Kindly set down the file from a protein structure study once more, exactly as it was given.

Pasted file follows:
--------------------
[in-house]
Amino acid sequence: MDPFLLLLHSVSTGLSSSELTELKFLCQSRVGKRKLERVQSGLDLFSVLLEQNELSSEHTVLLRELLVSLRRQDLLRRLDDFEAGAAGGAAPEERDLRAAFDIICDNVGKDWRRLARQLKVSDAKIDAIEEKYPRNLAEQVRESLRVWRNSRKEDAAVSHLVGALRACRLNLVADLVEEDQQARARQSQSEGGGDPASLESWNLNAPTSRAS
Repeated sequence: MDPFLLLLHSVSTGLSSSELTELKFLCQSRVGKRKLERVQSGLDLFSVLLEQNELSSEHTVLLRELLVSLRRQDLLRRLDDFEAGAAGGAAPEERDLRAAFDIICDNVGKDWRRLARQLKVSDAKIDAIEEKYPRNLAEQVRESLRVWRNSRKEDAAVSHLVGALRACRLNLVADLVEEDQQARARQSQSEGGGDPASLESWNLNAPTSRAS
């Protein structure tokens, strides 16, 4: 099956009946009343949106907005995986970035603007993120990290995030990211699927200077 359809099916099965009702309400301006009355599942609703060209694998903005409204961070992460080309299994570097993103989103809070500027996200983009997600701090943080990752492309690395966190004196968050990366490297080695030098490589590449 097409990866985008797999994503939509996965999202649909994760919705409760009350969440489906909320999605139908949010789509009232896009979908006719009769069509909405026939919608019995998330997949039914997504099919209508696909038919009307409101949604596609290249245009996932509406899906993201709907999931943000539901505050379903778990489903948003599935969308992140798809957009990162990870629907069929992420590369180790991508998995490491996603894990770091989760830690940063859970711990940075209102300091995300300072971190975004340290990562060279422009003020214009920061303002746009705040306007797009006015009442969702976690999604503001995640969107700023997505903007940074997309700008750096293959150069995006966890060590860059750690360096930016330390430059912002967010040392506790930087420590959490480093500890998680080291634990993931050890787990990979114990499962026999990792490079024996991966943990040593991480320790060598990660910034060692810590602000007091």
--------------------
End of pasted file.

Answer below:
[in-house]
Amino acid sequence: MDPFLLLLHSVSTGLSSSELTELKFLCQSRVGKRKLERVQSGLDLFSVLLEQNELSSEHTVLLRELLVSLRRQDLLRRLDDFEAGAAGGAAPEERDLRAAFDIICDNVGKDWRRLARQLKVSDAKIDAIEEKYPRNLAEQVRESLRVWRNSRKEDAAVSHLVGALRACRLNLVADLVEEDQQARARQSQSEGGGDPASLESWNLNAPTSRAS
Repeated sequence: MDPFLLLLHSVSTGLSSSELTELKFLCQSRVGKRKLERVQSGLDLFSVLLEQNELSSEHTVLLRELLVSLRRQDLLRRLDDFEAGAAGGAAPEERDLRAAFDIICDNVGKDWRRLARQLKVSDAKIDAIEEKYPRNLAEQVRESLRVWRNSRKEDAAVSHLVGALRACRLNLVADLVEEDQQARARQSQSEGGGDPASLESWNLNAPTSRAS
């Protein structure tokens, strides 16, 4: 099956009946009343949106907005995986970035603007993120990290995030990211699927200077 359809099916099965009702309400301006009355599942609703060209694998903005409204961070992460080309299994570097993103989103809070500027996200983009997600701090943080990752492309690395966190004196968050990366490297080695030098490589590449 097409990866985008797999994503939509996965999202649909994760919705409760009350969440489906909320999605139908949010789509009232896009979908006719009769069509909405026939919608019995998330997949039914997504099919209508696909038919009307409101949604596609290249245009996932509406899906993201709907999931943000539901505050379903778990489903948003599935969308992140798809957009990162990870629907069929992420590369180790991508998995490491996603894990770091989760830690940063859970711990940075209102300091995300300072971190975004340290990562060279422009003020214009920061303002746009705040306007797009006015009442969702976690999604503001995640969107700023997505903007940074997309700008750096293959150069995006966890060590860059750690360096930016330390430059912002967010040392506790930087420590959490480093500890998680080291634990993931050890787990990979114990499962026999990792490079024996991966943990040593991480320790060598990660910034060692810590602000007091």